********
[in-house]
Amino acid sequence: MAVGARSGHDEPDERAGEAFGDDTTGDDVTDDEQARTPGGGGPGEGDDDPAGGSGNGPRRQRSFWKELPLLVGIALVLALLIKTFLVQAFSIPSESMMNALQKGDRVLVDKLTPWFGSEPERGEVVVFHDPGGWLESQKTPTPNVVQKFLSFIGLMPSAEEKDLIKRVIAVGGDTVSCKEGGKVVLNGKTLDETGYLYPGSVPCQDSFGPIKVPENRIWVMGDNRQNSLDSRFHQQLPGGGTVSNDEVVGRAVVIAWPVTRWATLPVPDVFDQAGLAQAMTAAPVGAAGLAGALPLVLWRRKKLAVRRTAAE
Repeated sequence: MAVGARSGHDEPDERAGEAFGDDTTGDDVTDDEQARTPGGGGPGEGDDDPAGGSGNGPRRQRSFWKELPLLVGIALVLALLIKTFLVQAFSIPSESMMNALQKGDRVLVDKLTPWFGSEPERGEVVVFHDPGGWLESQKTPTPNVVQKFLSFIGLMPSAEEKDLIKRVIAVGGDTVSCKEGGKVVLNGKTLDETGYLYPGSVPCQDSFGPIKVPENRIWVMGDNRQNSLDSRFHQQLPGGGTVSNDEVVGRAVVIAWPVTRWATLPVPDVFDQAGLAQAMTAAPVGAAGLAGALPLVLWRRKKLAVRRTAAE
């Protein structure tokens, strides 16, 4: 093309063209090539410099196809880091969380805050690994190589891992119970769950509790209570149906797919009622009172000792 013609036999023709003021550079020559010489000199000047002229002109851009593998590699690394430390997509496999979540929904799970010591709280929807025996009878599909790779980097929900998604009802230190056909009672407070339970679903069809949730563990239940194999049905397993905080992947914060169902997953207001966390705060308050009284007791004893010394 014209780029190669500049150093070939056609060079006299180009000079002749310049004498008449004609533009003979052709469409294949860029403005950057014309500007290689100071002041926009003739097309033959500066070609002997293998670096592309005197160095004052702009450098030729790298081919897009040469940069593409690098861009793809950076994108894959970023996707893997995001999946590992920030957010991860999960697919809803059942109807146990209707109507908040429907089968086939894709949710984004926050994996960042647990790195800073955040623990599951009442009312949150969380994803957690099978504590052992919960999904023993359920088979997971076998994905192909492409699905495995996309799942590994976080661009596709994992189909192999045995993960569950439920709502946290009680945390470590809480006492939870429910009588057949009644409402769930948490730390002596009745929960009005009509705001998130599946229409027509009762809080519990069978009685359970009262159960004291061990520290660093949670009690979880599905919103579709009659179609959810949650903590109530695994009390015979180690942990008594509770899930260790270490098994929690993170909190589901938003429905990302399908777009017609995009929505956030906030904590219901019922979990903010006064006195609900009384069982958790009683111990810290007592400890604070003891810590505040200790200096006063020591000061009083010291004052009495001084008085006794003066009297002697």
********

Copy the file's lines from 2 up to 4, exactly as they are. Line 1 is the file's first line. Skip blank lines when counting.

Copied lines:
Amino acid sequence: MAVGARSGHDEPDERAGEAFGDDTTGDDVTDDEQARTPGGGGPGEGDDDPAGGSGNGPRRQRSFWKELPLLVGIALVLALLIKTFLVQAFSIPSESMMNALQKGDRVLVDKLTPWFGSEPERGEVVVFHDPGGWLESQKTPTPNVVQKFLSFIGLMPSAEEKDLIKRVIAVGGDTVSCKEGGKVVLNGKTLDETGYLYPGSVPCQDSFGPIKVPENRIWVMGDNRQNSLDSRFHQQLPGGGTVSNDEVVGRAVVIAWPVTRWATLPVPDVFDQAGLAQAMTAAPVGAAGLAGALPLVLWRRKKLAVRRTAAE
Repeated sequence: MAVGARSGHDEPDERAGEAFGDDTTGDDVTDDEQARTPGGGGPGEGDDDPAGGSGNGPRRQRSFWKELPLLVGIALVLALLIKTFLVQAFSIPSESMMNALQKGDRVLVDKLTPWFGSEPERGEVVVFHDPGGWLESQKTPTPNVVQKFLSFIGLMPSAEEKDLIKRVIAVGGDTVSCKEGGKVVLNGKTLDETGYLYPGSVPCQDSFGPIKVPENRIWVMGDNRQNSLDSRFHQQLPGGGTVSNDEVVGRAVVIAWPVTRWATLPVPDVFDQAGLAQAMTAAPVGAAGLAGALPLVLWRRKKLAVRRTAAE
């Protein structure tokens, strides 16, 4: 093309063209090539410099196809880091969380805050690994190589891992119970769950509790209570149906797919009622009172000792 013609036999023709003021550079020559010489000199000047002229002109851009593998590699690394430390997509496999979540929904799970010591709280929807025996009878599909790779980097929900998604009802230190056909009672407070339970679903069809949730563990239940194999049905397993905080992947914060169902997953207001966390705060308050009284007791004893010394 014209780029190669500049150093070939056609060079006299180009000079002749310049004498008449004609533009003979052709469409294949860029403005950057014309500007290689100071002041926009003739097309033959500066070609002997293998670096592309005197160095004052702009450098030729790298081919897009040469940069593409690098861009793809950076994108894959970023996707893997995001999946590992920030957010991860999960697919809803059942109807146990209707109507908040429907089968086939894709949710984004926050994996960042647990790195800073955040623990599951009442009312949150969380994803957690099978504590052992919960999904023993359920088979997971076998994905192909492409699905495995996309799942590994976080661009596709994992189909192999045995993960569950439920709502946290009680945390470590809480006492939870429910009588057949009644409402769930948490730390002596009745929960009005009509705001998130599946229409027509009762809080519990069978009685359970009262159960004291061990520290660093949670009690979880599905919103579709009659179609959810949650903590109530695994009390015979180690942990008594509770899930260790270490098994929690993170909190589901938003429905990302399908777009017609995009929505956030906030904590219901019922979990903010006064006195609900009384069982958790009683111990810290007592400890604070003891810590505040200790200096006063020591000061009083010291004052009495001084008085006794003066009297002697």